It shouldn’t be a surprise that buying a house is a long and difficult process, since it is one of the most important investments you will ever make. But even though it might seem scary at first, you won’t be going into territory that hasn’t been explored before. The way is clearly marked, and there are guides who know what they are doing who can help at any time.
This article shows you how to buy a house in South Africa in an easy-to-understand, step-by-step way.
Step 1: Planning for buying a house
Now is the time to think about what you want out of being a homeowner. Do you require extra living space to accommodate a growing family? Some new buyers want a property with a yard in order to exercise their animals or participate in other activities outside. Others hope to build wealth through the purchase of real estate properties. Your goals can serve as a guide in determining the qualities of the ideal home.
Are you mentally prepared for buying a house?
There’s being financially prepared to buy a house. Are you, however, emotionally prepared? You should consider your other goals for the next few years. Are you buying with a partner, and if so, are you on the same page financially? Is it possible that you’ll have to relocate for work? Are you considering starting a family? These big-picture questions can weigh in on whether now is a good time to buy a house.
first-time home buyer?
The Finance Linked Individual Subsidy Programme (FLISP) is a government programme that helps first-time homebuyers with low incomes realize their dream of owning a home by providing them with financial assistance. If your monthly income falls within the range of R3,501 and R22,000, you may be eligible to receive benefits from this programme.
Step 2: Get your finances in order
It’s possible that buying a home will be the single most important financial choice you ever make; therefore, before you take the plunge, you should make sure that your finances are in good shape. A home affordability calculator is a tool that can assist you in determining your budget by factoring in your income, debts, location, and amount of the deposit if you want to put one down. You will be able to see how the sum of your potential monthly loan payments might work out, as well as how your finances might change if you were a homeowner.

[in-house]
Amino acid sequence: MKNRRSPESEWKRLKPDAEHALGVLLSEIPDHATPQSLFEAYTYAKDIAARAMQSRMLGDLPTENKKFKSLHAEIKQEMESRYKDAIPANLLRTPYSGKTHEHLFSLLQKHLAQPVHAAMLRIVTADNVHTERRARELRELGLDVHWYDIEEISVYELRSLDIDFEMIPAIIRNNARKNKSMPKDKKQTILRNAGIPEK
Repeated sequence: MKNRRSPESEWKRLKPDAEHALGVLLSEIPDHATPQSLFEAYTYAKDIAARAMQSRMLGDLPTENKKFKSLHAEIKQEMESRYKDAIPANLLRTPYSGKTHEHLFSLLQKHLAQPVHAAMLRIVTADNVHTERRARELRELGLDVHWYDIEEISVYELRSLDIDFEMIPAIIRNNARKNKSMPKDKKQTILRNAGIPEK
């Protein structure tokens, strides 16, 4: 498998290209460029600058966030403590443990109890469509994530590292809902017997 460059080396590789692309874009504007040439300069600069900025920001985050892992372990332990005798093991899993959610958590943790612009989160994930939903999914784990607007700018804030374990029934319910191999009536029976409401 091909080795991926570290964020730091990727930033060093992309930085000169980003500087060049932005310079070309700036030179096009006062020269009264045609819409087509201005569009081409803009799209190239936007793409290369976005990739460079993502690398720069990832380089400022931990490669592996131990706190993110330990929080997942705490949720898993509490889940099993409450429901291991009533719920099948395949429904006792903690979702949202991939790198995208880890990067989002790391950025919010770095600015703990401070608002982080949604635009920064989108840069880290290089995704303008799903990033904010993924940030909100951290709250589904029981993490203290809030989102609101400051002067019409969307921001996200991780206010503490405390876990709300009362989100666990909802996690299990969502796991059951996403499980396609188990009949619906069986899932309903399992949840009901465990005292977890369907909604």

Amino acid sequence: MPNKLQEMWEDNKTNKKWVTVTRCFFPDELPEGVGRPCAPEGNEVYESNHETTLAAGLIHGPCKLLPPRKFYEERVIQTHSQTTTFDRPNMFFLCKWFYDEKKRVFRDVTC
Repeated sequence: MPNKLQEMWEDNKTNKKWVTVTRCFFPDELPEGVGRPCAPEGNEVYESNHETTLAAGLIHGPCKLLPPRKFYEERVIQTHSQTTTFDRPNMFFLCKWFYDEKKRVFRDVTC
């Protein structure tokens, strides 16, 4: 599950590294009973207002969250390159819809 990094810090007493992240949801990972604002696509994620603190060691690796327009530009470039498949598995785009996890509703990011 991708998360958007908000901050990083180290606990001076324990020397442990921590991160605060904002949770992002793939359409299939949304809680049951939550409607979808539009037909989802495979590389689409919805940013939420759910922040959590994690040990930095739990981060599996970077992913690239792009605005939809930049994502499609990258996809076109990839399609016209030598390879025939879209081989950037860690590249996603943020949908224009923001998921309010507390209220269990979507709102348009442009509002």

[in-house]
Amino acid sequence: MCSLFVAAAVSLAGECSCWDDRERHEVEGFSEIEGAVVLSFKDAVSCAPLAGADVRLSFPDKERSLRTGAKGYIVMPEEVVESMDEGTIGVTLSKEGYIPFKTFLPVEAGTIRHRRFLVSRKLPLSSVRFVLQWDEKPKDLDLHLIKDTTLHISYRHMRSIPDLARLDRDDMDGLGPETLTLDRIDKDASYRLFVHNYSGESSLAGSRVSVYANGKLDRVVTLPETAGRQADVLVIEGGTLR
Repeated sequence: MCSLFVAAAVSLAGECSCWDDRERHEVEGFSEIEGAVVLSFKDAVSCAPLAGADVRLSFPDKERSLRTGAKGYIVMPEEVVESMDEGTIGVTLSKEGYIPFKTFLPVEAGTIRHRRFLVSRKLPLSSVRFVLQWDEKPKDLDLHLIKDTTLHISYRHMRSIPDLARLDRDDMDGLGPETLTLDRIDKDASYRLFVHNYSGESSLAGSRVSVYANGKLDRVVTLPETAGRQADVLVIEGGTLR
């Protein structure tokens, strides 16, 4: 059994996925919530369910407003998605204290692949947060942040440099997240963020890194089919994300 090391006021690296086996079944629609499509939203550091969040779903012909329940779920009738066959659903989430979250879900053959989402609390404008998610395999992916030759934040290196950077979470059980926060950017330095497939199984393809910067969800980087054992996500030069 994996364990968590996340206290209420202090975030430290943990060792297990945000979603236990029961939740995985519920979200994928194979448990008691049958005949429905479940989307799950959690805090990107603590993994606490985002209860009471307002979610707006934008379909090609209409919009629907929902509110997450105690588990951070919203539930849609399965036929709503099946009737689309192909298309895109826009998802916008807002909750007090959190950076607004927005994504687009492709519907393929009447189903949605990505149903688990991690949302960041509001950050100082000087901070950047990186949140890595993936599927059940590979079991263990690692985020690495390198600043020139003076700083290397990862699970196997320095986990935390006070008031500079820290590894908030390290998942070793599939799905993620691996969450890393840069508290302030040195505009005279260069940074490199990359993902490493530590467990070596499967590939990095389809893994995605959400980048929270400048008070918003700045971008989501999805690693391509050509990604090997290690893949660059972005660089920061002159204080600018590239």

Step 3: Create a wish list
Consider whether you want to buy an apartment in a new estate, a freestanding house, or something else entirely. Find out what kind of neighborhood you want to live in, whether or not you want to be near schools and hospitals, and whether or not you want to make any improvements to the home you now own.
Step 4: Get a loan Pre-Approval
Pre-approval is a great first step, even though it doesn’t guarantee that you will be approved for a home loan. You’ll come across as a more desirable buyer to sellers as a result. When selling a home, a seller wants to work with buyers who will make the transaction as simple and stress-free as possible. If they already have a lender/bank on their side and have taken the time to get pre-approved for a loan, it is simpler to convince someone to commit to the process of buying a home. See this article on how a pre-approval can affect your credit score
Step 5: How Much Can You Actually Afford?
It is important to get a sense of how much a bank is willing to loan you in order to buy your first home before you start looking at houses. You may believe that you are able to afford a home that costs R1,000,000, but banks may believe that you are only good for R800,000 based on factors such as how much other debt you have, how much money you make every month, and how long you have been working at your current job.
In addition, the majority of real estate agents are unwilling to spend time with clients who have not indicated the maximum amount that they are able to invest in a property.
Step 6: Assess your credit record
Your bank will use your credit score to determine whether or not they consider you to be a good risk based on how well you have historically repaid debts. A high credit score rating is one of the most valuable personal financial assets you can have, so it stands to reason that the higher it is, the better it is. If your score is higher than 600, you will have a good chance of getting approved for a home loan when buying a house. You can get a free report from Clear Score.
Step 7: Hire a Real Estate Agent